The Wiggles’ generational crossover

Since forming in 1991, Australian children’s group the Wiggles have pretty much seen it all. They’ve created a vast discography spanning 59 studio albums alone: last year, they were the second-highest streamed Australian act on Spotify across all genres.

In their heyday, the original group performed to more than 1 million people a year. More recently, they’ve noticed something new: a generational crossover. Their fans have grown up, many have formed their own bands – and they’re still fans.

This became obvious in 2018, when Brisbane hard rock duo DZ Deathrays invited guitarist Murray Cook to guest in their video Like People. In the clip, a demonically possessed Cook emerges from a bathroom stall and appears to be taken over by his former character, Red Wiggle.

Later that year, Cook (who retired from live performances with the Wiggles in 2012, along with original Purple Wiggle Jeff Fatt) appeared with DZ Deathrays at the Splendour in the Grass festival. The audience went totally Apple And Bananas.

This set the stage for last year’s all-conquering cover of Tame Impala’s Elephant, for which Cook returned. It went on to win the country’s biggest music poll, the Triple J Hottest 100.

“I just started noticing I was getting stopped in the street a lot by 20-somethings saying ‘the Wiggles were my childhood, you guys are legends!’” Cook tells Guardian Australia.

Now there is a full covers album, ReWiggled, with bands including DZ Deathrays, Spacey Jane, San Cisco and the Polish Club playing Wiggles songs, along with a second disc of the recently expanded kids’ group joining the originals to honour their favourite songs.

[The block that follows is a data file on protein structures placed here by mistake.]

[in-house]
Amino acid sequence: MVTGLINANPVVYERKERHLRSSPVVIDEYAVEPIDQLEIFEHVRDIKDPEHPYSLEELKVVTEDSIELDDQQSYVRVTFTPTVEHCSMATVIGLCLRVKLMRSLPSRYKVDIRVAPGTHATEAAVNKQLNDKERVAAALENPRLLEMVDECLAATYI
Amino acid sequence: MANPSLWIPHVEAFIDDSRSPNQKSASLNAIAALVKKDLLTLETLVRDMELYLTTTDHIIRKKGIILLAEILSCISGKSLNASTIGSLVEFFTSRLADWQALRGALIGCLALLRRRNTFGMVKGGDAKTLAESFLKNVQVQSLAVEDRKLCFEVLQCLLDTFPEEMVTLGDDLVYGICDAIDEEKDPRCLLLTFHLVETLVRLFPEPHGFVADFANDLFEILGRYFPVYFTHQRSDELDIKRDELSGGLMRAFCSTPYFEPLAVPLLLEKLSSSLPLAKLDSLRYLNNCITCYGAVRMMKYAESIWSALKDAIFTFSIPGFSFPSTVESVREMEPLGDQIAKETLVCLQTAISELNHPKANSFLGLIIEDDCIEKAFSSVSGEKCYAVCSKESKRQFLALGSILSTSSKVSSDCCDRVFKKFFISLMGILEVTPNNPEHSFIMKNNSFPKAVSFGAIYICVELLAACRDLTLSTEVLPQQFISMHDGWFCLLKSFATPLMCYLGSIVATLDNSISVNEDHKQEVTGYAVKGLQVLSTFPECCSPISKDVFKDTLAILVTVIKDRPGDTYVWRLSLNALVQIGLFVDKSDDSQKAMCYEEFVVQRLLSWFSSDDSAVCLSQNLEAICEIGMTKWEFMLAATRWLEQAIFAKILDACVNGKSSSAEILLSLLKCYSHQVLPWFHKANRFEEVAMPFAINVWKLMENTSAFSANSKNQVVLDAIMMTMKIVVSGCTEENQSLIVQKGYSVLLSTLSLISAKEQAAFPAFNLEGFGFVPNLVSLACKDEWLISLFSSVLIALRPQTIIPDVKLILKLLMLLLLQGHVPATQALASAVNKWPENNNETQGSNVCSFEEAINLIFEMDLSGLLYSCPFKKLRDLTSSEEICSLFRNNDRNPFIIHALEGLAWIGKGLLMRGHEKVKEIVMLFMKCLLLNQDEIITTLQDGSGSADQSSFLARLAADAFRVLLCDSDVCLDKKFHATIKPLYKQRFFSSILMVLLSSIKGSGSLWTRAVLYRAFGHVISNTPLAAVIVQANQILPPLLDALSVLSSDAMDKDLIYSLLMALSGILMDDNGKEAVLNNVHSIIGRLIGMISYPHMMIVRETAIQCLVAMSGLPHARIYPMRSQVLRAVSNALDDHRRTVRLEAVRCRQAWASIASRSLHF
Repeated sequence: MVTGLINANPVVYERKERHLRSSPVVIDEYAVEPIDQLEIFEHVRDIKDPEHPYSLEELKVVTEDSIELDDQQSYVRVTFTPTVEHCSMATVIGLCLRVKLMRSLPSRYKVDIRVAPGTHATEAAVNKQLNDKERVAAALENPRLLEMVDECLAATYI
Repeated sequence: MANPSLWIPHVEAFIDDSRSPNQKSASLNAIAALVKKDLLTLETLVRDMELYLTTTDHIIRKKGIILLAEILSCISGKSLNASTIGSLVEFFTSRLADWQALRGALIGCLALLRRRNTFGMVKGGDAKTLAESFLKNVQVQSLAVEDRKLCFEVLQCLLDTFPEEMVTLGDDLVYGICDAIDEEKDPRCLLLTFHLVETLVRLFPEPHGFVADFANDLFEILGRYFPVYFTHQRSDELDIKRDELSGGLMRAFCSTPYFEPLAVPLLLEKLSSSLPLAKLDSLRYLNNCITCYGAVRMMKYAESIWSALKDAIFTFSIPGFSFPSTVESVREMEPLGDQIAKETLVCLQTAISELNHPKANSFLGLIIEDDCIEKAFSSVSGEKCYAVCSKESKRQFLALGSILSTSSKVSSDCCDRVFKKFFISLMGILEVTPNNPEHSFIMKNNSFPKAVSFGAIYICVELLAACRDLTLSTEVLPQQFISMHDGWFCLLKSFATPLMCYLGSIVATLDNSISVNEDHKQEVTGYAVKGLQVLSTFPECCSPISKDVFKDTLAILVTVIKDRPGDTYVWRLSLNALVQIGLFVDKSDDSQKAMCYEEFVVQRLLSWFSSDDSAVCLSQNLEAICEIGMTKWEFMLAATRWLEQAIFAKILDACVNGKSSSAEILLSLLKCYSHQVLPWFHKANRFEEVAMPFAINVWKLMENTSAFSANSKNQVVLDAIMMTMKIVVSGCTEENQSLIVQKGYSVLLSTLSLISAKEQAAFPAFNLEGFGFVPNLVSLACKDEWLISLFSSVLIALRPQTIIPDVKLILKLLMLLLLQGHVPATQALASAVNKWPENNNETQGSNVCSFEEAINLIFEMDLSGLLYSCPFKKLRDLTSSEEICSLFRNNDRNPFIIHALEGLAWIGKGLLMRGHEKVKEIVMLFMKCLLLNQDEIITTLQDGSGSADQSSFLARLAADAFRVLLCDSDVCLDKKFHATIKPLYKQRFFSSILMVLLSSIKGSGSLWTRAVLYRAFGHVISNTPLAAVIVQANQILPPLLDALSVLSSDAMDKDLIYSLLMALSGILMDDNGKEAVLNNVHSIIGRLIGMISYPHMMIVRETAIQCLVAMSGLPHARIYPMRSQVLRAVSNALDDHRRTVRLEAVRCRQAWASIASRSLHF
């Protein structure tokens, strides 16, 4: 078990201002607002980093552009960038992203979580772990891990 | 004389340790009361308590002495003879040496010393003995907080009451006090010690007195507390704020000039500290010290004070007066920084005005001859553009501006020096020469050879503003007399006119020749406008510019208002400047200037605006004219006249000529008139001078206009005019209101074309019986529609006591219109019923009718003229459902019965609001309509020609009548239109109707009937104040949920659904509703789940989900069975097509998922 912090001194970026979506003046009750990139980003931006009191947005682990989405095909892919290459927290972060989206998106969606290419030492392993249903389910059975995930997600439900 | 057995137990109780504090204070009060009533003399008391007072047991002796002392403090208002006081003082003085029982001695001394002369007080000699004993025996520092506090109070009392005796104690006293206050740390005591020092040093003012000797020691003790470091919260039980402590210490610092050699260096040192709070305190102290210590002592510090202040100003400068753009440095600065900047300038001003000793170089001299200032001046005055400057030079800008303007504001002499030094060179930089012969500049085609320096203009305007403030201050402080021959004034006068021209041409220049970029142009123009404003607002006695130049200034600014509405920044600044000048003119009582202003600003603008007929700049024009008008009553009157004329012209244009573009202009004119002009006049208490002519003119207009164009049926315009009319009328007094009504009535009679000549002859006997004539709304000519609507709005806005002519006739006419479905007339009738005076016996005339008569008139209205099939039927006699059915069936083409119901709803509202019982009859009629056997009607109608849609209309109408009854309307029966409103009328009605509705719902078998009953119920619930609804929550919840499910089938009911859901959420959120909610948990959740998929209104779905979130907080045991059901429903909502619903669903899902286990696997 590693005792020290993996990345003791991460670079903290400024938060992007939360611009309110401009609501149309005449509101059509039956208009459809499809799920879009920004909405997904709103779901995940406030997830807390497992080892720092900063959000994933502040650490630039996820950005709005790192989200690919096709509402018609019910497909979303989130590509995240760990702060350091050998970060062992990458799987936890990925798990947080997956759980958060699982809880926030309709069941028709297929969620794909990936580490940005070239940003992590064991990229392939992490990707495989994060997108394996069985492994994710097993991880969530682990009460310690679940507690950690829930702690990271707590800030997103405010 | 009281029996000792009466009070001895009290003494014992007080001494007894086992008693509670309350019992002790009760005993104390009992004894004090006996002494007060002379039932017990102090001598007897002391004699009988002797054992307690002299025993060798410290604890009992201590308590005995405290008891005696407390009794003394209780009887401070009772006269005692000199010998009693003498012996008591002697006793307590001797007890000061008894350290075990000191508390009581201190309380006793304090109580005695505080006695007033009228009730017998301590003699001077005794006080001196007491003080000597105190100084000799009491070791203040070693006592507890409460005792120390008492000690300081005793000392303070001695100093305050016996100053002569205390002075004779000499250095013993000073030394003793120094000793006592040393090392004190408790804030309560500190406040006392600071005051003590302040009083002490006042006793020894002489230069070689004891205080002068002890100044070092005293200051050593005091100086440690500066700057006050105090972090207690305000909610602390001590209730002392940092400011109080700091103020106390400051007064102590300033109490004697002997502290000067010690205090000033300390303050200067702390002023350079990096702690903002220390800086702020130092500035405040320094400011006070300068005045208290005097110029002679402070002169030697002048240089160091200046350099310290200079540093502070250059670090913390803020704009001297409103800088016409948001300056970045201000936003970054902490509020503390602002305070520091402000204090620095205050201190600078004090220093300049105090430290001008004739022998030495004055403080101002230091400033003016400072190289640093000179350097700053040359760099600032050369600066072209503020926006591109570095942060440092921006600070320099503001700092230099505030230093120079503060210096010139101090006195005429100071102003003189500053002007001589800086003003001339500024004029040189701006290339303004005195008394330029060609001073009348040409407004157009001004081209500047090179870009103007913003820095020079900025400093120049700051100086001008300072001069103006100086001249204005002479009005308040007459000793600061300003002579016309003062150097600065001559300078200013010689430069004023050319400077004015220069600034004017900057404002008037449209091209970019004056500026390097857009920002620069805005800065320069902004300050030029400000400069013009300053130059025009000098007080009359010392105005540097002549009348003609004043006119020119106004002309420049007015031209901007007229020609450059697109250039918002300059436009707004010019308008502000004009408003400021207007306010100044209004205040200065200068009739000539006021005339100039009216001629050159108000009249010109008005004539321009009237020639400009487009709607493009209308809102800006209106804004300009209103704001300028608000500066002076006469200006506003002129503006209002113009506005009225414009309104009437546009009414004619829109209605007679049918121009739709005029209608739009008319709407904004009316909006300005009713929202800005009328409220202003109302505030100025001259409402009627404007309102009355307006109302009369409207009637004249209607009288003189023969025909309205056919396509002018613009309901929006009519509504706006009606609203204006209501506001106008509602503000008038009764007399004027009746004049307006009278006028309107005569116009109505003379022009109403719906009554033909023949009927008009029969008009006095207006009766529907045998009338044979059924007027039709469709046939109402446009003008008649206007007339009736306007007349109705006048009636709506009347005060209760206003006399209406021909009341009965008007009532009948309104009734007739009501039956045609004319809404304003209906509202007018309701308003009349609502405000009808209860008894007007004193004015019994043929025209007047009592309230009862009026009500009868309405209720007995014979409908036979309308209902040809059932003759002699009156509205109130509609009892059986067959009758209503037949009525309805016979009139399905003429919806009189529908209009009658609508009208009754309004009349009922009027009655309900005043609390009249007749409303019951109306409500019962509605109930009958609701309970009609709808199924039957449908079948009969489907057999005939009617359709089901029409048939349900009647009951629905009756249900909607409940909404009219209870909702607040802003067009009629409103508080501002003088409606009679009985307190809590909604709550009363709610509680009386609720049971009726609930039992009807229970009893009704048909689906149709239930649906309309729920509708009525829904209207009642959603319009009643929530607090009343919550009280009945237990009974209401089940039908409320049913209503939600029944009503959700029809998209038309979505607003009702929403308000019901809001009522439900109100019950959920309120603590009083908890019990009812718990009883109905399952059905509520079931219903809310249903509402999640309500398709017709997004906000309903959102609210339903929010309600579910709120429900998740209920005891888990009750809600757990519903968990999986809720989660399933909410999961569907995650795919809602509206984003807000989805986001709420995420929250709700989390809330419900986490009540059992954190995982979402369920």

This is actually the second Wiggles tribute album. An earlier version, featuring the Living End, Washington, Sarah Blasko and Adalita, was released in 2011 and reissued late in 2021, capitalising on Elephant’s viral success. The new edition debuted at No. 1 on the Australian charts last month. Perhaps surprisingly, for a group with multiple gold and platinum certifications worldwide, it’s their first album to hit the top spot in their home country.

Cook, a pre-pandemic regular on the live scene, is tickled by the validation from younger musicians. “I find it particularly satisfying that so many people I meet tell me that the Wiggles were their entrée to music. To me that’s, like, mission accomplished.”

A new cover that made Cook laugh was the Chats’ version of (Can You) Point Your Fingers and Do The Twist. “In our version, there’s a spoken part where Anthony’s going, ‘What’s next Greg, what’s next?’ – and they did those bits as well.”

A children’s song isn’t an obvious fit for a ratbag punk band to cover, but the Wiggles returned the favour with their version of the Chats’ Pub Feed. “That was funny, too,” Cook says. “It took me three days to learn the solo for [Queen’s] Bohemian Rhapsody, but I knocked out Pub Feed in about half an hour – which I love, I think that’s fantastic! They’re great songs for different reasons.”